State ex rel Ralph A. Kalal v. Circuit Court for Dane County, 2004 WI 58
For Kalal: Waring R. Fincke
¶17 A "writ of supervision is not a substitute for an appeal." State ex rel. Dressler v. Circuit Court for Racine County, 163 Wis. 2d 622, 630, 472 N.W.2d 532 (Ct. App. 1991). The decision whether to issue a supervisory writ "is controlled by equitable principles and, in our discretion, we can consider the rights of the public and third parties." Id. A supervisory writ "is considered an extraordinary and drastic remedy that is to be issued only upon some grievous exigency." Id. A petitioner seeking a supervisory writ must establish the following:
A petition for a supervisory writ will not be granted unless: (1) an appeal is an inadequate remedy; (2) grave hardship or irreparable harm will result; (3) the duty of the trial court is plain and it must have acted or intends to act in violation of that duty; and (4) the request for relief is made promptly and speedily.
Burnett v. Alt, 224 Wis. 2d 72, 96-97, 589 N.W.2d 21 (1999)….
Mandamus -- Review of Denial of Judicial Substitution
State of Wisconsin ex rel. Mateo D.O. v. Circuit Court, 2005 WI App 85
For Mateo D.O.: Colleen Bradley, SPD, Oshkosh Trial
¶15. A petition for a writ of mandamus or prohibition is an appropriate remedy to redress the denial of judicial substitution. See State ex rel. James L.J. v. Circuit Court for Walworth County, 200 Wis. 2d 496, 498, 546 N.W.2d 460 (1996). The circuit court violated a plain duty in refusing to honor Mateo's request. See State ex rel. Ondrasek v. Circuit Court for Calumet County, 133 Wis. 2d 177, 185, 394 N.W.2d 912 (Ct. App. 1986). We therefore grant the petition for a supervisory writ of mandamus and direct the chief judge and circuit court to honor the request for judicial substitution.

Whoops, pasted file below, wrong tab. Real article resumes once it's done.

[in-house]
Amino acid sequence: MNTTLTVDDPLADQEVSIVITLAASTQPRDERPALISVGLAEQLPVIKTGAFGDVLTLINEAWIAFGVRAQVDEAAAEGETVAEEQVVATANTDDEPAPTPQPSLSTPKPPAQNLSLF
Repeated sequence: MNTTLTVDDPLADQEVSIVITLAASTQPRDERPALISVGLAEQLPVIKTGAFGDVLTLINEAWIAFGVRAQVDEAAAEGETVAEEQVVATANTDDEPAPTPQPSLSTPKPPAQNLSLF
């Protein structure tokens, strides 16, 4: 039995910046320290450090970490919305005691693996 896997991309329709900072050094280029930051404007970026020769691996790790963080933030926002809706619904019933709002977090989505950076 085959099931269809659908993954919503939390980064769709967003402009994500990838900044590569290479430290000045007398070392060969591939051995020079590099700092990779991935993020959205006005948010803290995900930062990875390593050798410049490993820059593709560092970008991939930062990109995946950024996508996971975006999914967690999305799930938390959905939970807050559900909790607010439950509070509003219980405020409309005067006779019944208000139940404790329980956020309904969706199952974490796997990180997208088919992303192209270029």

Mandamus -- General
State ex rel Darrell W. Griffin v. Litscher, 2003 WI App 60
¶5. Mandamus is an extraordinary writ which may be used to compel a public officer to perform a duty which he or she is legally bound to perform. Karow v. Milwaukee County Civil Serv. Comm., 82 Wis. 2d 565, 568 n.2, 263 N.W.2d 214 (1978). There are four prerequisites for issuance of a writ of mandamus: (1) a clear legal right; (2) a positive and plain duty; (3) substantial damages; and (4) no other adequate remedy at law. Pasko v. City of Milwaukee, 2002 WI 33, ¶24, 252 Wis. 2d 1, 643 N.W.2d 72 (citation omitted).

¶6. A motion to quash a writ of mandamus is treated the same as a motion to dismiss a complaint in a civil action. Wis. Stat. § 783.01. The facts pleaded and all reasonable inferences from the pleading must be taken as true. State ex rel. Dalton v. Mundy, 80 Wis. 2d 190, 195 n.5, 257 N.W.2d 877 (1977). The petition will be dismissed only when it is quite clear that under no conditions can the plaintiff recover. See State v. American TV & Appliance of Madison, Inc., 146 Wis. 2d 292, 300, 430 N.W.2d 709 (1988). Whether a complaint states a claim for which relief may be granted is a question of law which we review de novo. Bartley v. Thompson, 198 Wis. 2d 323, 331, 542 N.W.2d 227 (Ct. App. 1995).

Prohibition -- John Doe Proceeding
State ex rel. Individual v. Davis, 2005 WI 70, on certification
For Subpoenaed Individual: Stephen P. Hurley, Marcus J. Berghahn, Hal Harlowe
¶15      A writ of prohibition is an extraordinary remedy that normally will not issue except in the absence of other adequate remedies. [6] As a remedy, writs of prohibition are often used in connection with John Doe proceedings. [7] Neither party challenges whether a writ of prohibition is the proper procedure to test the John Doe judge's authority in the present case. Rather, the parties dispute whether, based on the facts of this case, the court should issue the writ here.